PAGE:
Addressing the Agriculture, Energy, Water, Climate Change Nexus

12-13 August 2019, Canberra

Professor Sir Charles Godfray FRS

Director, Oxford Martin School
Oxford University

Charles Godfray is a population biologist with broad interests in science and the interplay of science and policy. He has spent his career at Oxford University and Imperial College and is currently Director of the Oxford Martin School and Professor of Population Biology at Oxford.  His research has involved experimental and theoretical studies in population and community ecology, epidemiology and evolutionary biology. He is particularly interested in food security and chaired the UK Government Office of Science’s Foresight project on the Future of Food and Farming and is currently chair of the UK’s agricultural and environment (Defra) ministry’s Science Advisory Council.

Can we feed the world without wrecking the environment?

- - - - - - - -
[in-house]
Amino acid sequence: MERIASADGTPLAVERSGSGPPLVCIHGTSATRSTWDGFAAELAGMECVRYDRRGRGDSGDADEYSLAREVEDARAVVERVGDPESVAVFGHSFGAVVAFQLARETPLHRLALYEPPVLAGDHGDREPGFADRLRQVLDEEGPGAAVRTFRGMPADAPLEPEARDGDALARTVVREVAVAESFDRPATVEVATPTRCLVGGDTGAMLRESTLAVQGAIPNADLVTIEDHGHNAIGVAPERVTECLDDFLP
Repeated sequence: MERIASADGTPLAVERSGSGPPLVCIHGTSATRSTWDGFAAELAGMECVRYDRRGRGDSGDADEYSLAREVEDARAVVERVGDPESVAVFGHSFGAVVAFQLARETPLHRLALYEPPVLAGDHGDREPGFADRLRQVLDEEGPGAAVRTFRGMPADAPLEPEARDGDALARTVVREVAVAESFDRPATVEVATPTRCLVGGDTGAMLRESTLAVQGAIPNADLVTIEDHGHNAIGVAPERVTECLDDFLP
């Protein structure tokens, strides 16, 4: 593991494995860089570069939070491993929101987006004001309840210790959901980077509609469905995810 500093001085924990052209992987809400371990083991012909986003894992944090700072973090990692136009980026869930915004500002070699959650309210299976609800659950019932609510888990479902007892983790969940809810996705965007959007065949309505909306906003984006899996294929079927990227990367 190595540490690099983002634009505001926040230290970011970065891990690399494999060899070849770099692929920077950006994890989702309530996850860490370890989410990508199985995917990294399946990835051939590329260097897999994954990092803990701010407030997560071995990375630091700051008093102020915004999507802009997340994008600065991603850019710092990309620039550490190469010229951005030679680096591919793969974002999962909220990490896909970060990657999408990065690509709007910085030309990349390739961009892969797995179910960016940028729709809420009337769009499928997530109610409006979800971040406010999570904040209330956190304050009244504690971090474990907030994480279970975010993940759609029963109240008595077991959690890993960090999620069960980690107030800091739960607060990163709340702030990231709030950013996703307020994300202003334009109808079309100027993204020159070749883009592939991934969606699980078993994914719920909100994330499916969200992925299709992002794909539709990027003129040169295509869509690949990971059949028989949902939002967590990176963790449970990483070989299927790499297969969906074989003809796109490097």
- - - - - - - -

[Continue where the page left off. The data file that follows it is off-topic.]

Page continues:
It is now over two hundred years since Malthus pessimistically predicted demand for food would inevitably outpace our capacity to produce it. Over these two centuries the goal of feeding the world sustainably has seemed elusive, and even receding as we understand the threats posed by global warming and other types of environmental challenge that John Beddington so memorably called the “perfect storm”. But there are grounds for hope. Population growth rates are decelerating as more countries go through the demographic transition. We can now imagine a future where humanity’s demands of the earth plateau or even decrease. But at that plateau there will be billions more people needing to be fed than exist today. The talk will argue that it is possible to feed this number of people without despoiling the environment, but only if we make hard decisions today. We require a new revolution in agriculture of the same magnitude as the industrial and green revolutions that not only boosts productivity but also radically improves resource-use efficiency and sustainability. We need to reduce waste across the food system. We need to make hard decisions about diets and consumption patterns. And we need to accept globalization and refashion a globalized food system that provides public as well as private benefits. These ambitious goals are attainable – it’s game on – but only if we understand the risks and the challenges and build the political will to act.